It's a psychological game we all play with ourselves so we can sleep a little better at night. Each group seems to need others who claim the same label we have so that we can feel validated in our thoughts and actions as a result of that belief. This in reality will only help us in that feeling of safety and make us snuggle up to that pillow a little better at night. In all my years of studying the various aspects of god, religion, and human nature I haven't seen anything to prove any difference.

    Than again, that's just my opinion or belief. Since this whole topic is speculative and subjective there and not one single Christian can absolutely prove me or anyone else wrong.


  • JCanon

    All of the above might be somewhat relevant up until 1992. But since then some new "extra-terrestial" things have been occurring for some of us and so it adds a bit more to "religion" simply being a belief; it's more like a practicing interaction with God and Holy Spirit on a daily basis.

    Of course, not seeing has always been a reason for not believing. In Noah's day, nobody had any scientific reason to believe water would fall from the sky, much less enough to flood the whole planet which I presume the angels who were there at the time had told some of the folks the planet was round (hmmm, maybe they didn't...but anyway...). Point being, by the time the flood was over, EVERYBODY was a believer.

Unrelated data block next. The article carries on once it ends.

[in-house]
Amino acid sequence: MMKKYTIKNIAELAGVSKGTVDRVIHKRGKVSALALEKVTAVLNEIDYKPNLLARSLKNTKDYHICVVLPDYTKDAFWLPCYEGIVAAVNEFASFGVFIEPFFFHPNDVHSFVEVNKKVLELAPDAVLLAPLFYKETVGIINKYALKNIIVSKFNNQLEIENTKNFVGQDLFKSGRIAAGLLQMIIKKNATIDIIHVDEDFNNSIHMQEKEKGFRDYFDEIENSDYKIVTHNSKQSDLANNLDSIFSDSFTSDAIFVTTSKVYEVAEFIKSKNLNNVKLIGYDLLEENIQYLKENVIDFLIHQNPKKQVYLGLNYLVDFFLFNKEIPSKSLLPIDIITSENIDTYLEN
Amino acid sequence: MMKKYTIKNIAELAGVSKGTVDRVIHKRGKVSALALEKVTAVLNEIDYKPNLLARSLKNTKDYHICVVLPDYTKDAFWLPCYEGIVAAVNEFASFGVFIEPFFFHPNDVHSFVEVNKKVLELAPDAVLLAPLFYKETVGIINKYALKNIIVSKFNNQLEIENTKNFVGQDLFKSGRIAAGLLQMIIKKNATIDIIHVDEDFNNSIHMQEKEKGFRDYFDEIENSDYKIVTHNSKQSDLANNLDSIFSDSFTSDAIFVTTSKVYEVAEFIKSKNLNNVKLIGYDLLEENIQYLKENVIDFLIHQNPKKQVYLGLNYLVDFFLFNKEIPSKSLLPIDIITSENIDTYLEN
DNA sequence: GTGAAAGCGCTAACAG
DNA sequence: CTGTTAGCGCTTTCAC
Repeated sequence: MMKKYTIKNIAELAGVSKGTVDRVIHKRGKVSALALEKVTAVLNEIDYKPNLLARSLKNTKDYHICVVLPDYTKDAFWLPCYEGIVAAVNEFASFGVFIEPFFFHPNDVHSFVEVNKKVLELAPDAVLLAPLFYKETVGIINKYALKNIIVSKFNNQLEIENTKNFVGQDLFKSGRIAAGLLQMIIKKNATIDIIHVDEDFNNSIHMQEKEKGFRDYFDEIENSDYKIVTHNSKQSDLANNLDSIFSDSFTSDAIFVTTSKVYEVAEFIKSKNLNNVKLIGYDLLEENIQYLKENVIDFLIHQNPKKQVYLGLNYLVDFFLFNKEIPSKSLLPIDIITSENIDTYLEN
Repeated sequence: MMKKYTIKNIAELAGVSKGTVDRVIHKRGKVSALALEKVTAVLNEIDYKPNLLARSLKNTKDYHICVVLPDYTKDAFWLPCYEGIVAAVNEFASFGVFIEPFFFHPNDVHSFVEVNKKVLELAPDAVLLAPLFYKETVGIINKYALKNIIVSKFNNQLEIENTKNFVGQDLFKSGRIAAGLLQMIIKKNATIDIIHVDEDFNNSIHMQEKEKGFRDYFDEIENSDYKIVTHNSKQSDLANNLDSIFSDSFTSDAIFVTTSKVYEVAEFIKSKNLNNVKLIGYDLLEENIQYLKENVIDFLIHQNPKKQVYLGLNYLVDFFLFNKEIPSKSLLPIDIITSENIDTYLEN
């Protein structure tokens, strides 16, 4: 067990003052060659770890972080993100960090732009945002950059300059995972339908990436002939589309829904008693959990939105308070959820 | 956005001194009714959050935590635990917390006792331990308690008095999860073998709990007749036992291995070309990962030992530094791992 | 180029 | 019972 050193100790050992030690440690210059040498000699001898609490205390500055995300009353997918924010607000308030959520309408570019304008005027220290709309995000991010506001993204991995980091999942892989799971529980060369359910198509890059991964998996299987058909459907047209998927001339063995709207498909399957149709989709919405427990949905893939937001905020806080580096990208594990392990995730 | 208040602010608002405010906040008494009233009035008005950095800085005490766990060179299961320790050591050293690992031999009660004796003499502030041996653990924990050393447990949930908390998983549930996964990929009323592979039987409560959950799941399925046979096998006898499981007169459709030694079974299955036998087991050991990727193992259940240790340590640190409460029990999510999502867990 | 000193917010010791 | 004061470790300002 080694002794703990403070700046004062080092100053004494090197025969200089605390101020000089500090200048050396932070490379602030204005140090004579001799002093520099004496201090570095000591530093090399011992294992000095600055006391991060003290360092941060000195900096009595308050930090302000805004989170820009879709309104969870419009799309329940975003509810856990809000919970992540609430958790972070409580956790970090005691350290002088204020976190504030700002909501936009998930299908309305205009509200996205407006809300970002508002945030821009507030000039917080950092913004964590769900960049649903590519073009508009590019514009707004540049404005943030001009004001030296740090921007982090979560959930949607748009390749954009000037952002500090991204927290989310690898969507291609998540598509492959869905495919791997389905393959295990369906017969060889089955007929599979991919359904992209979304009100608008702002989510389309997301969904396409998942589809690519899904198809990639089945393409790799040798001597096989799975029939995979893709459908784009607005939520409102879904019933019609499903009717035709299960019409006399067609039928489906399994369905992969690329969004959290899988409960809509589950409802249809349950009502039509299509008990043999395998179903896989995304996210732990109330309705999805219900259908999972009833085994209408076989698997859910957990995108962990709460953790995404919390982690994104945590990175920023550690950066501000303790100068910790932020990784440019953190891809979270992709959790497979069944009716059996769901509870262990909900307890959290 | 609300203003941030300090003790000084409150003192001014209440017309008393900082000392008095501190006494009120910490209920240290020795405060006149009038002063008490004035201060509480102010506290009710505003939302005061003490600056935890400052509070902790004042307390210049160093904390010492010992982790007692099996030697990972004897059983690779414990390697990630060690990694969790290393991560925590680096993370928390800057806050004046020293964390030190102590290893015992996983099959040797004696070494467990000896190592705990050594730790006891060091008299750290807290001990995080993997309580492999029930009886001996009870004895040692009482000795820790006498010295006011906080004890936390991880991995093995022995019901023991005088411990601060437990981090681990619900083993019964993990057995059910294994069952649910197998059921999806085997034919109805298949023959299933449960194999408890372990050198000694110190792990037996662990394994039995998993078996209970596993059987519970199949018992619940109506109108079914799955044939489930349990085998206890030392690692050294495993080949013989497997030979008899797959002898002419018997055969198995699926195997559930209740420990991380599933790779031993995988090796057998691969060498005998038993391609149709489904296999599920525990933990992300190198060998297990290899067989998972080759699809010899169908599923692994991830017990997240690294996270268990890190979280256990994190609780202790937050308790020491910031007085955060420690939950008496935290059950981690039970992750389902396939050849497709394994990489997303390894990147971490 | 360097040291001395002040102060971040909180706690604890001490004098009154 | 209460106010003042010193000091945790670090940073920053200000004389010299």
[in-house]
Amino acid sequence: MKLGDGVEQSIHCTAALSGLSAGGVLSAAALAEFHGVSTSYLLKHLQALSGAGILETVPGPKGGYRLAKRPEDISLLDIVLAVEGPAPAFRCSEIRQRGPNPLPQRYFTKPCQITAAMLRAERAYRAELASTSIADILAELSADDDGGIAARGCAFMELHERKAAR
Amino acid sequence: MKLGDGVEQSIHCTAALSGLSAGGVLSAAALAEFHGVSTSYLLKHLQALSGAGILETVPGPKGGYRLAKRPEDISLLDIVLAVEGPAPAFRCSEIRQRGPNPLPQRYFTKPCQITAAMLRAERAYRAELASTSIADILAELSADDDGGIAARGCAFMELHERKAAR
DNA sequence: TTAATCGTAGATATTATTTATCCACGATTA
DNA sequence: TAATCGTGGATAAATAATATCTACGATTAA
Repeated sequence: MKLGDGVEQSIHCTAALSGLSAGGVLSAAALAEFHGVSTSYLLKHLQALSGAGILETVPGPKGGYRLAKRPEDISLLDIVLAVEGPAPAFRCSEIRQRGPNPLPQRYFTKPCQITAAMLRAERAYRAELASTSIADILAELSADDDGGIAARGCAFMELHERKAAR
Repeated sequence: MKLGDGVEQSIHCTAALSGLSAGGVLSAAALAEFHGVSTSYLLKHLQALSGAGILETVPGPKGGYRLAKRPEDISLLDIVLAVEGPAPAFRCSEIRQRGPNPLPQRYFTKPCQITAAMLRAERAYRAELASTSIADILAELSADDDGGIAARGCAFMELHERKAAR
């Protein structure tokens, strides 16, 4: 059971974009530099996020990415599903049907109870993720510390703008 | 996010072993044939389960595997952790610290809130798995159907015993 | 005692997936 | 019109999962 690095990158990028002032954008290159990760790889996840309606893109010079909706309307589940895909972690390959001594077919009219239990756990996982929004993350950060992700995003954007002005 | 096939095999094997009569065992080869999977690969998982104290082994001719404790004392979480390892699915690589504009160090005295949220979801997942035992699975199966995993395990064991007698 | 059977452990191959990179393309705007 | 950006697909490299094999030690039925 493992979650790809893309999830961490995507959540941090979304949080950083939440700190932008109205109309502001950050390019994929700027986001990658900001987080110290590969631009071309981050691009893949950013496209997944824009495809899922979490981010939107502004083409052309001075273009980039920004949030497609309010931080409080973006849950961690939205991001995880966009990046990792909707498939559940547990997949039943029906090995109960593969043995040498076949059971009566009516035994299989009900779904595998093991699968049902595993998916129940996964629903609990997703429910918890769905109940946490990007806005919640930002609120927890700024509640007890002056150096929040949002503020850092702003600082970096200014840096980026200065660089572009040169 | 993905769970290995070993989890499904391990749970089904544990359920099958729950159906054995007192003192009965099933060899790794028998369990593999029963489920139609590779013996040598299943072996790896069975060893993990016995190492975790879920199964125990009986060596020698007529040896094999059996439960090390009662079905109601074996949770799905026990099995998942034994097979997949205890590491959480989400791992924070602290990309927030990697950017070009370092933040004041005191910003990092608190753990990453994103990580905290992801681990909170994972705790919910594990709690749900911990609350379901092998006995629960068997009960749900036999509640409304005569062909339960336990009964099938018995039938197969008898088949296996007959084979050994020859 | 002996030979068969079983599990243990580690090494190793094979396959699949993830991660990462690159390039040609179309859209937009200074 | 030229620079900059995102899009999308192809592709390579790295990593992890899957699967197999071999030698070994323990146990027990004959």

That doesn't mean everyone didn't get converted, of course. After all, 1/3 of the angels couldn't hang, right?


  • Utopian Reformist
    Utopian Reformist

    In the final analysis of it all, once can actually trim the "fat" in the discussion and settle upon the real impetus for all of this inquiry, the question and fear of death.

    We will all face it and how we handle or ignore this fact depends on our need to search for answers or acceptance of limitations.

    If you are not afraid of death, then it is not an issue. If you are as most of us are, you may find yourself having to "manage" the reality of death and lack of further information of what lies beyond, if anything at all. Life is already difficult to manage without this additional issue.

    Therefore, the propensity to rely and depend on religion is probably equal or greater to the propensity to fear death and the unknown.

    What you believe depends a lot on your personal management of death in your future.

  • czarofmischief

    I agree completely. You've articulated many of the frustrations and personal feelings that I've had regarding our Christian cultural heritage.

    Yeru has the benefit of being a Catholic, an institution that has traditionally fostered a great deal of theological thought and debate (robust and bloody at times, and eventually calcified, but nevertheless, a great contribution). For those of us who endured the horrible dub-saga, the sense of powerlessness in the face of world events is almost palpable. We're afraid to do ANYTHING, we're taught that God will solve all our problems, which is patently nonsense.

    Catholicism is the result of intelligent people realizing that Christ wasn't coming back, at least right away, and the Roman empire was falling apart and the independent kingdoms needed SOMETHING to hold Europe together - remember the Muslims were pushing in from the South and the Germanic tribes from the North and East, and the Byzantines were concerned with their own problems.